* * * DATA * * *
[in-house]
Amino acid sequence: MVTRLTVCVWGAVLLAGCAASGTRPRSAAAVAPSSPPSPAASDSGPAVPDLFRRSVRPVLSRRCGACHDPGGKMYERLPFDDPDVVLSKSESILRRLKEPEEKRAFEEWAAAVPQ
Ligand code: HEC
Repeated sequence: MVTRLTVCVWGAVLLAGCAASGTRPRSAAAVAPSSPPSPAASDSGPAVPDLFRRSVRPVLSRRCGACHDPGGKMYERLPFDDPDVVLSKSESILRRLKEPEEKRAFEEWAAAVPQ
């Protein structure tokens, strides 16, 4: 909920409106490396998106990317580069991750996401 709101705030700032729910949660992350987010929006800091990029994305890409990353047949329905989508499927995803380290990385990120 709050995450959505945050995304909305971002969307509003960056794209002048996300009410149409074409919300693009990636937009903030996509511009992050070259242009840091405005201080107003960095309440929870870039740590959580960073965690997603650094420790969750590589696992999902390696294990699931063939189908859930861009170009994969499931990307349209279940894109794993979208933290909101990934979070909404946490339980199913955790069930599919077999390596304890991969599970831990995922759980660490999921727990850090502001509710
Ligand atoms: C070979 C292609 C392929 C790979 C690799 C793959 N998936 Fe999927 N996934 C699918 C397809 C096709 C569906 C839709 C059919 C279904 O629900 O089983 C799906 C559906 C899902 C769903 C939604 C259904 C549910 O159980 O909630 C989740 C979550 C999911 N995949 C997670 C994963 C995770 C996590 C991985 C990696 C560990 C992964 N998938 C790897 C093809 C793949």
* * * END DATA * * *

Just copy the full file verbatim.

[in-house]
Amino acid sequence: MVTRLTVCVWGAVLLAGCAASGTRPRSAAAVAPSSPPSPAASDSGPAVPDLFRRSVRPVLSRRCGACHDPGGKMYERLPFDDPDVVLSKSESILRRLKEPEEKRAFEEWAAAVPQ
Ligand code: HEC
Repeated sequence: MVTRLTVCVWGAVLLAGCAASGTRPRSAAAVAPSSPPSPAASDSGPAVPDLFRRSVRPVLSRRCGACHDPGGKMYERLPFDDPDVVLSKSESILRRLKEPEEKRAFEEWAAAVPQ
């Protein structure tokens, strides 16, 4: 909920409106490396998106990317580069991750996401 709101705030700032729910949660992350987010929006800091990029994305890409990353047949329905989508499927995803380290990385990120 709050995450959505945050995304909305971002969307509003960056794209002048996300009410149409074409919300693009990636937009903030996509511009992050070259242009840091405005201080107003960095309440929870870039740590959580960073965690997603650094420790969750590589696992999902390696294990699931063939189908859930861009170009994969499931990307349209279940894109794993979208933290909101990934979070909404946490339980199913955790069930599919077999390596304890991969599970831990995922759980660490999921727990850090502001509710
Ligand atoms: C070979 C292609 C392929 C790979 C690799 C793959 N998936 Fe999927 N996934 C699918 C397809 C096709 C569906 C839709 C059919 C279904 O629900 O089983 C799906 C559906 C899902 C769903 C939604 C259904 C549910 O159980 O909630 C989740 C979550 C999911 N995949 C997670 C994963 C995770 C996590 C991985 C990696 C560990 C992964 N998938 C790897 C093809 C793949």